CORONAVIRUS

Steve Cook guides Coe athletics during unprecedented times

Recently appointed Athletics Director and longtime baseball coach in unchartered territory due to pandemic impact

Coe baseball coach Steve Cook chats with his team during their practice at Daniels Park in Cedar Rapids on Wednesday, Ma
Coe baseball coach Steve Cook chats with his team during their practice at Daniels Park in Cedar Rapids on Wednesday, May 7, 2008. (The Gazette)

CEDAR RAPIDS — Steve Cook knew this spring would present challenges.

He expected those to come from balancing his duties as Coe’s longtime head baseball coach with the recently acquired duties as athletics director for the Kohawks.

Cook never imagined he would have a promising baseball season snuffed out and the entire department hindered by fallout from a pandemic. In 24 years with Coe, he has been  forced into uncharted territory.

“Hopefully, I’m handling it as well as can be expected,” said Cook, who served 15 years as an assistant director of athletics before being named to the new post in January. “It’s definitely a unique situation.

“It kind of felt like you knew you had a little bit of an immediate tough row to hoe, as far as the baseball season coming up and new job with the AD stuff, but we’d get through that time and get to the summer to get a better direction with everything. That was the thought going in.”

He seemed to be a natural fit. Cook has a passion for Coe athletics. He is a regular at Kohawk events, working or watching football, basketball or wrestling competitions. He even attended the NCAA Division III Lower Midwest regional wrestling meet, supporting the team and Coach John Oostendorp, who started at Coe the same day as Cook.

“I thought Steve was a great and logical choice for AD when there was an opening,” Oostendorp said. “Through the years he has run a first-class program. His goals are to compete at a national level and his work ethic backs that up. He is a strong communicator and a great listener. I have a great deal of respect for Steve and the program he has built at Coe.“

Cook was thrust into an unenviable situation just two months into the position. He had a thriving department that included an American Rivers Conference runner-up men’s basketball team, a regional runner-up wrestling team with two champions and four NCAA qualifiers and a conference tournament qualifier in women’s basketball after a fourth-place finish. Then, all activities came to a screeching halt due to mitigation of the spread of COVID-19.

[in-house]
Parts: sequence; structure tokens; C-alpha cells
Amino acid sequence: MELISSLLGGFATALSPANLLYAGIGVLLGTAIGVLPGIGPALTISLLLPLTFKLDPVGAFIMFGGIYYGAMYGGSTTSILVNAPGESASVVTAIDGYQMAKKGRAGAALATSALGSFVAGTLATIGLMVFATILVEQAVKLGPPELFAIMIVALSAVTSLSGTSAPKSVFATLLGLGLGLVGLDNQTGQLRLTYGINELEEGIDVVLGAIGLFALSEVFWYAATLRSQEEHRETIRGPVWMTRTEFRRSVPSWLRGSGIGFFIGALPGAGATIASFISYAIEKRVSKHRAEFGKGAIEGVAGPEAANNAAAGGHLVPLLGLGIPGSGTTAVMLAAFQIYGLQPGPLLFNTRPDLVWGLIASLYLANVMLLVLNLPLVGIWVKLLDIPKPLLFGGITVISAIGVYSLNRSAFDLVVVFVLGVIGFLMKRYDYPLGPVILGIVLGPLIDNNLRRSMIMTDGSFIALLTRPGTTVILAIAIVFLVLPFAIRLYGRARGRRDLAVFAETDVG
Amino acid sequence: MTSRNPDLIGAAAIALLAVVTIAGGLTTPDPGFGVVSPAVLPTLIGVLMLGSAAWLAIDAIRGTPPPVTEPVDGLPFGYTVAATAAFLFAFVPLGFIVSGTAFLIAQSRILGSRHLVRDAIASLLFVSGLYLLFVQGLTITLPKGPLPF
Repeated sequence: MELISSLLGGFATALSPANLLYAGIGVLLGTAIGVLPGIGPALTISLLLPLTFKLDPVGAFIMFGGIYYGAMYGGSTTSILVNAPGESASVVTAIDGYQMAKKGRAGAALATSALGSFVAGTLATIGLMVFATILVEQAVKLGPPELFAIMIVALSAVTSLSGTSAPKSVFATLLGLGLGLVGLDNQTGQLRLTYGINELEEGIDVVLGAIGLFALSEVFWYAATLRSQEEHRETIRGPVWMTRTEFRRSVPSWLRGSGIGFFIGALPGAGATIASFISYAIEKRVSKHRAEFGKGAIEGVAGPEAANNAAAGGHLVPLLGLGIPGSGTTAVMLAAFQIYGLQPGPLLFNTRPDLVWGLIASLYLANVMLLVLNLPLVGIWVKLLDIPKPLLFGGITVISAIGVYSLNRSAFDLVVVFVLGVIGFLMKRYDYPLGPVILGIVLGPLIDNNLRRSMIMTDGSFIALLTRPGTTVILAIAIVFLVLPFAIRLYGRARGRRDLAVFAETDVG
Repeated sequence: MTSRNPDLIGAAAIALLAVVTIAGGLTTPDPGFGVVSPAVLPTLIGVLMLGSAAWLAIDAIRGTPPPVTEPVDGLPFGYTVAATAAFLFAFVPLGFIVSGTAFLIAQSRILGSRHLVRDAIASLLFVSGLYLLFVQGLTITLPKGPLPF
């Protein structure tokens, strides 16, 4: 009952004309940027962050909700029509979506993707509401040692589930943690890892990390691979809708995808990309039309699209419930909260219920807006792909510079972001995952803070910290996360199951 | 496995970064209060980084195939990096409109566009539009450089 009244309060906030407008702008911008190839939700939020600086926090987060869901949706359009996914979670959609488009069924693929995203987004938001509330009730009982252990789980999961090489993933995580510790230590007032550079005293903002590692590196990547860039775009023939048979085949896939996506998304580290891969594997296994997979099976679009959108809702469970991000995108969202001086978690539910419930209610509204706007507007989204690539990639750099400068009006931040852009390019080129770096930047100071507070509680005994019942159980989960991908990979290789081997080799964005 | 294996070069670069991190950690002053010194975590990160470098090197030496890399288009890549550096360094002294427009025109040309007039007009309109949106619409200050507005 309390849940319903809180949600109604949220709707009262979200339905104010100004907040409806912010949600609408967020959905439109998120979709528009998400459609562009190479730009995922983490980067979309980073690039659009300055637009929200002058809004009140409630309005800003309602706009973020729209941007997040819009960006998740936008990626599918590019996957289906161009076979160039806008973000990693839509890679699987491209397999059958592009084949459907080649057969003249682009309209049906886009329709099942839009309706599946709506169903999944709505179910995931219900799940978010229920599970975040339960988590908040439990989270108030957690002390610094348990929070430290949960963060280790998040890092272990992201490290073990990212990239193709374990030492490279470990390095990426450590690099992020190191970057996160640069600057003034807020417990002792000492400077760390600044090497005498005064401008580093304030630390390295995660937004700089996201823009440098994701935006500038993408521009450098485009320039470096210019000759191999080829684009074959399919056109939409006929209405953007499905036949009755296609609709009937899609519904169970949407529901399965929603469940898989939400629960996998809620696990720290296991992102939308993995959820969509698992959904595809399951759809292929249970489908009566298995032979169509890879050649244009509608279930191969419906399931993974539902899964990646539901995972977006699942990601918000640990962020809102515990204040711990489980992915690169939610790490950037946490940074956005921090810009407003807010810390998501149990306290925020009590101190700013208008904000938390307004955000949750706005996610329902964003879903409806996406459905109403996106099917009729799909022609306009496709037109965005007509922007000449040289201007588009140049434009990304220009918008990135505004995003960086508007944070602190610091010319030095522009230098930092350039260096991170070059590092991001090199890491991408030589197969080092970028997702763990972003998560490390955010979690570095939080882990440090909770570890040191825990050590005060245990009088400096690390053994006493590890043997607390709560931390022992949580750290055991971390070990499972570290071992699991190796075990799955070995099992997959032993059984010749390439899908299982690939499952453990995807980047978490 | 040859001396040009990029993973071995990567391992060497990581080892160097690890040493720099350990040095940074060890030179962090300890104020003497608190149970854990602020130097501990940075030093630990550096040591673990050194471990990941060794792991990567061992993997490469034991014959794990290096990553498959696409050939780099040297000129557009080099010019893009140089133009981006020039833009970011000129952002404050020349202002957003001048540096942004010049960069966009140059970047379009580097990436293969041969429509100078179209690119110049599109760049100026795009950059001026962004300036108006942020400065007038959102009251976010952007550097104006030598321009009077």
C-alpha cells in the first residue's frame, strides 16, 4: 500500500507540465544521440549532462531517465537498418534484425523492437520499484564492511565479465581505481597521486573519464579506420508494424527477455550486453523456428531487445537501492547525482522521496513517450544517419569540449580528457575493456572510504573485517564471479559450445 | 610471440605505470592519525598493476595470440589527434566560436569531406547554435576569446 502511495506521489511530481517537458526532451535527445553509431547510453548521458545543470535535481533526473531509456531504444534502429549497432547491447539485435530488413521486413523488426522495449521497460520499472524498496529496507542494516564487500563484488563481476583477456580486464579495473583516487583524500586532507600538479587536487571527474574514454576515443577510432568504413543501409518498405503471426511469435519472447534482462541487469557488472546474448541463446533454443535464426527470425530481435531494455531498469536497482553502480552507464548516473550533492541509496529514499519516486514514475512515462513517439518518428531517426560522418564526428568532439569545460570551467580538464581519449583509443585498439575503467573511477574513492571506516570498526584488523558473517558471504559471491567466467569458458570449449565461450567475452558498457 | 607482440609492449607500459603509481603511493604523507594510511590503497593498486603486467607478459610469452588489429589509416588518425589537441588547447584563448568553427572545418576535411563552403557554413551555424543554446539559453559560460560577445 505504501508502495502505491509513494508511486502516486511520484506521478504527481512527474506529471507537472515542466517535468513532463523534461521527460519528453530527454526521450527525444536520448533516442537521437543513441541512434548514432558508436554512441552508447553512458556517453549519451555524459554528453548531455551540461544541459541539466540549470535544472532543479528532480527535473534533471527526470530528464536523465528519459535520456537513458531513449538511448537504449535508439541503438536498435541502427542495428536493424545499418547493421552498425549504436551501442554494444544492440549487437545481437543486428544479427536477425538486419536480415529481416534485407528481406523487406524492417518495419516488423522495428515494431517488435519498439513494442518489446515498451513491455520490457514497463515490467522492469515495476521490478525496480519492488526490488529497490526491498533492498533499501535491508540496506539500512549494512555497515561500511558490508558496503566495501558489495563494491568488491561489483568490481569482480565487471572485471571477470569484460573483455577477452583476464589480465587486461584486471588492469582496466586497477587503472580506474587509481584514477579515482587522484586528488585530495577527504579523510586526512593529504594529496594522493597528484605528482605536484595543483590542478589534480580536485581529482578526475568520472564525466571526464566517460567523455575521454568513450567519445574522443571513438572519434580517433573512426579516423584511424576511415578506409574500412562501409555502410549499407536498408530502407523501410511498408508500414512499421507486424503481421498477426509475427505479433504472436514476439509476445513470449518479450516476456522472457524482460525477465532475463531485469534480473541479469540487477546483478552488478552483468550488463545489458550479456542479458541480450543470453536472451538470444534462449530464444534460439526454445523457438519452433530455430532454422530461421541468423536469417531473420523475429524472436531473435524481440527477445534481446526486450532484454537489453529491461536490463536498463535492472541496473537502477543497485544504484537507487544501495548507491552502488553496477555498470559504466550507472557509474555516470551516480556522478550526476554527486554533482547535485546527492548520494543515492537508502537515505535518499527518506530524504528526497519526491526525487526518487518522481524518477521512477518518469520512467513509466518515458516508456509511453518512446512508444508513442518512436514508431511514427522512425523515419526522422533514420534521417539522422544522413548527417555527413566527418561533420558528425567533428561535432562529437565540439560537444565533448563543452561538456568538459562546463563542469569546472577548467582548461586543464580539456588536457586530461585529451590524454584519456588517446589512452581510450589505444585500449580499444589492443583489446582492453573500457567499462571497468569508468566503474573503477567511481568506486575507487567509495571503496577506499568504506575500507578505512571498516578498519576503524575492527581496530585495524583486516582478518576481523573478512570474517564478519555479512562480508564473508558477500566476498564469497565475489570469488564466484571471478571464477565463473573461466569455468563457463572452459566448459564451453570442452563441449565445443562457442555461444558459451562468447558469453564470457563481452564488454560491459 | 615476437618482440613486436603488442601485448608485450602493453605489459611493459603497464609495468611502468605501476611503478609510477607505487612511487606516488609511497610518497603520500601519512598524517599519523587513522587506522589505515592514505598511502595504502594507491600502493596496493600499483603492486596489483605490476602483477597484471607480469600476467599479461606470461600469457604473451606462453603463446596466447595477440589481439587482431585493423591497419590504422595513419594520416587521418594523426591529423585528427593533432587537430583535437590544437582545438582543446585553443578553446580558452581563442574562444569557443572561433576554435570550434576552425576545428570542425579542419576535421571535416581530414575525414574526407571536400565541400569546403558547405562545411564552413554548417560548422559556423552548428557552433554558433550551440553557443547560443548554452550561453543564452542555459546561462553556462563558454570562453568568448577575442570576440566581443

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The NCAA decided to cancel the remainder of the winter seasons March 12, including the Division III Wrestling Championships at the U.S. Cellular Center in Cedar Rapids, and suspended the spring season. Little time passed before that became a cancellation.

“It’s amazing now to think back on the run of emotions,” Cook said. “To try to recall, if at all possible, the amount of conversations, even the conversation with the players, and where the country has come and ultimately all of what’s going on in society in two weeks.

“You think back to that and it seems so long ago. It wasn’t.”

Cook praised the leadership of Coe President David McInally and his senior staff. He said he has been in contact with other athletics directors, exchanging ideas and discussing plans of action.

He has learned to quickly adapt, adjusting to an ever-changing scenario.

“We spent a lot of time making decisions, speculating on those decisions and then making those decisions,” Cook said. “Those decisions only last 24 to 48 hours and then something new comes out. It could be as high up as the federal government or the CDC (Center for Disease Control) and that trickle down happens or even maybe within the state of Iowa, but it all had a rippling effect every time.”